You’ve probably seen a storm door before. Many of our grandparents used them in their homes. But the storm doors available today are much improved. They are most definitely not your grandparents’ storm doors. While today’s storm doors resemble those of yesteryear in many ways, improvements in technology and design mean today’s storm doors offer a multitude of benefits for any homeowner.
What Is a Storm Door?
A storm door is an exterior door placed in front of the main door or a back door primarily as a protection against inclement weather, particularly in the winter, or to allow additional ventilation when the warmer weather comes. Many manufacturers build their storm doors so the glass fronts can be replaced by screen panels. It all depends upon the style you choose.
In some cases, the glass panel is removed and the screen is put in when warmer weather comes. Then the glass panel is replaced in the fall in preparation for winter.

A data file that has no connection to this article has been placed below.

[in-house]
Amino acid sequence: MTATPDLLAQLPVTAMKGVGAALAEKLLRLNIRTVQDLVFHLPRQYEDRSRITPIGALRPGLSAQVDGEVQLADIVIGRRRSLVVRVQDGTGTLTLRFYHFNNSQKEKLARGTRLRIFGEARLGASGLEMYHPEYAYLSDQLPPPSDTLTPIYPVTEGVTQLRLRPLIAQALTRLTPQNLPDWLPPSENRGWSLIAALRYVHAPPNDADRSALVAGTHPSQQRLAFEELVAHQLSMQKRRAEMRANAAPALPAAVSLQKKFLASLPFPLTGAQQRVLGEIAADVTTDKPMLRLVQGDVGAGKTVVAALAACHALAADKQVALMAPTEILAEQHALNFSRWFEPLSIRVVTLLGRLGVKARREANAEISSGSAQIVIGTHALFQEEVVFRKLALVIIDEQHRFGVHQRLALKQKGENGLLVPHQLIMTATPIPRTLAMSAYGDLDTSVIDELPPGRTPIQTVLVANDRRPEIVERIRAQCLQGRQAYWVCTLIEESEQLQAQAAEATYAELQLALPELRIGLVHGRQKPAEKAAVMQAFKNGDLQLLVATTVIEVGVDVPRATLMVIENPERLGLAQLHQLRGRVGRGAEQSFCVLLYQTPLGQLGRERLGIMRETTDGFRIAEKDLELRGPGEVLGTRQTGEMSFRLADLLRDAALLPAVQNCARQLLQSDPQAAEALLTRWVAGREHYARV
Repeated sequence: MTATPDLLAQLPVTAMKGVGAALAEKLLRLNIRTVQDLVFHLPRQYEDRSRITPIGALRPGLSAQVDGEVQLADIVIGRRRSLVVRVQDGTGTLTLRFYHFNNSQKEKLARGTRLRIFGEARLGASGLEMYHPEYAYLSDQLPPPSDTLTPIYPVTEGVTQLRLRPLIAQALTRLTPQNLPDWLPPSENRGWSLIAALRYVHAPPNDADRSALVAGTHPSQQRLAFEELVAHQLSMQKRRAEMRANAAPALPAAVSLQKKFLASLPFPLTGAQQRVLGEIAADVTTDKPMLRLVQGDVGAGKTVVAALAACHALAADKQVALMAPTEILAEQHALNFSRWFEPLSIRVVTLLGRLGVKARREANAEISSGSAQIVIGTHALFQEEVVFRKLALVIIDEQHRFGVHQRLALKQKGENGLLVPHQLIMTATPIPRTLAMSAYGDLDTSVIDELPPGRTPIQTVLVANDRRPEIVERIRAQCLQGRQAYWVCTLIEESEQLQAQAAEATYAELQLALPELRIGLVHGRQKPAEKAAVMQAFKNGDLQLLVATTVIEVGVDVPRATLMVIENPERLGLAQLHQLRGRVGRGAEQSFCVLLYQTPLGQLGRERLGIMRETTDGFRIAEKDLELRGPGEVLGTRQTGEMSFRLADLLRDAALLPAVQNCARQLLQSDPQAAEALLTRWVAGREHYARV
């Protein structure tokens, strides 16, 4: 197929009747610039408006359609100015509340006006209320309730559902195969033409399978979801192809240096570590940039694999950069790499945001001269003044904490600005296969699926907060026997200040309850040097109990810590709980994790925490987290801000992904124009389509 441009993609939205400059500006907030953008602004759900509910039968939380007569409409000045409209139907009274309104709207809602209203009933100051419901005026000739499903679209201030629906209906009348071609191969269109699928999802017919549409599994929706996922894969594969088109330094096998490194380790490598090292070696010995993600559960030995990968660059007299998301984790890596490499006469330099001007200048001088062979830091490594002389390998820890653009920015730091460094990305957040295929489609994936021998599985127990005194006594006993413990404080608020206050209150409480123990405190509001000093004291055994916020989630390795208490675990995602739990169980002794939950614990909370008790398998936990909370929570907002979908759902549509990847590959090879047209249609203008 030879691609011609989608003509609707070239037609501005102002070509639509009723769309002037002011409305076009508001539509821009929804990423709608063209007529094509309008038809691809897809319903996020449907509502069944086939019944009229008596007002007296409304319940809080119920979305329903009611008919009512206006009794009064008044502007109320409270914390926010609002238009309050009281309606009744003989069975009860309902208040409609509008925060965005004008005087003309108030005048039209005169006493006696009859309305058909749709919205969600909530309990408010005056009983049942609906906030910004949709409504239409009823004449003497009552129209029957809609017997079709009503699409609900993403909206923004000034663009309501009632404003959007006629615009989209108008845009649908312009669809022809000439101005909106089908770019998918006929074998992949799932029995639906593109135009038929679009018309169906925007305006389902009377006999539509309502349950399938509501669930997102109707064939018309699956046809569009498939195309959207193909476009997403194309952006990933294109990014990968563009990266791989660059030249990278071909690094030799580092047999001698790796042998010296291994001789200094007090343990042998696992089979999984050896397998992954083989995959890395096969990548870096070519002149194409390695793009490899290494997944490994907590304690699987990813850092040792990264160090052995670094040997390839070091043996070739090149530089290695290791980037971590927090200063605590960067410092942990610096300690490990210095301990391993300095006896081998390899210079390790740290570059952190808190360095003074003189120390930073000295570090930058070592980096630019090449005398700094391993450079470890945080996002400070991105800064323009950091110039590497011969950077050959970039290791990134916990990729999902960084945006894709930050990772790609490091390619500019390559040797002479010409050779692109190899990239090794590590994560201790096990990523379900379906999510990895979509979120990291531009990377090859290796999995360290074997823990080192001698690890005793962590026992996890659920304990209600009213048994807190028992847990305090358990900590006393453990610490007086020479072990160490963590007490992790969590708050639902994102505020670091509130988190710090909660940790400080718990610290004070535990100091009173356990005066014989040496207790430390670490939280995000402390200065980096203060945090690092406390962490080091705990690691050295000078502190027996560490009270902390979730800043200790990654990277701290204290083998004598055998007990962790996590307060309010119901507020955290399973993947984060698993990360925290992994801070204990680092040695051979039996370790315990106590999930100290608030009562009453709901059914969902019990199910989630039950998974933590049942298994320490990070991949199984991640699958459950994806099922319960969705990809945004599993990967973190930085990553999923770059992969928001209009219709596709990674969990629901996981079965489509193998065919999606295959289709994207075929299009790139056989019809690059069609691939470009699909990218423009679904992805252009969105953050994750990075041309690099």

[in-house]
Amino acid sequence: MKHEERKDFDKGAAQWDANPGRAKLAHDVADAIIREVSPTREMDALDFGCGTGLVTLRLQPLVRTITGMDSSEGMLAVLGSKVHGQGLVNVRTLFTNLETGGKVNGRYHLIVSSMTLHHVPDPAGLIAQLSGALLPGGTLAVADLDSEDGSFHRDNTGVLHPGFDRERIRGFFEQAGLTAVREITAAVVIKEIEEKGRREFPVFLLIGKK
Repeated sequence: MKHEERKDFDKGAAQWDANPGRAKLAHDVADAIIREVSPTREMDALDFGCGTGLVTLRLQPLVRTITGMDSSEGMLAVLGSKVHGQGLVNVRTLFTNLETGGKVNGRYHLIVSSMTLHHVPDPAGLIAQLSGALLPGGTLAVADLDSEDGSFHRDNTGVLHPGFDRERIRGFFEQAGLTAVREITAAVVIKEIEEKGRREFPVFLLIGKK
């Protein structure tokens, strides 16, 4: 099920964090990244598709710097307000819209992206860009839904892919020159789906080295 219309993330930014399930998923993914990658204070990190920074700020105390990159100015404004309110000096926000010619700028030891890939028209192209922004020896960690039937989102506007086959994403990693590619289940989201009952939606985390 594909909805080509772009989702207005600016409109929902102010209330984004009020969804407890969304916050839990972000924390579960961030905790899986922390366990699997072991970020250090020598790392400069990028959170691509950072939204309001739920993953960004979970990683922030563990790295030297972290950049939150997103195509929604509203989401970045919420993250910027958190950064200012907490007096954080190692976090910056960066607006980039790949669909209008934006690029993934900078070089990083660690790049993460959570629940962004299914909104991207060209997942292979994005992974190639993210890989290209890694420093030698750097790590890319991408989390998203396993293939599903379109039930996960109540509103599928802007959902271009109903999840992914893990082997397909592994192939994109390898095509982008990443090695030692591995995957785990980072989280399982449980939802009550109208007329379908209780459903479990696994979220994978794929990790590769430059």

Other styles have built-in screens you can roll up or down. These built-in screens allow you to switch back and forth more easily so if you get the occasional warm day in winter and you want to give your house a good airing, you can push the window panel up and pull the screen down.
The Purpose of a Storm Door
If you want to understand the purpose of the storm door, you need to think about your home’s building envelope — the physical separation of the conditioned environment inside your home and the unconditioned environment outside that is subject to the daily weather. This envelope protects your home from losing too much energy and from inclement weather.
If someone leaves the front door open when they go outside, there is a gap in the building envelope. If your home is poorly insulated and heat or cold enter under deteriorated weatherstrips or around old windows, it is just like leaving the front door wide open.
Even if your door has no particular problems with gaps or bad weather stripping, an older door can still drive down the temperature in your home through conduction. Conduction is when heat travels through some material to another place. Think of it this way — if the weather outside is particularly cold or windy, and the inside of your door is cold to the touch, that’s conduction. The insulation provided by a storm door can dramatically reduce this effect.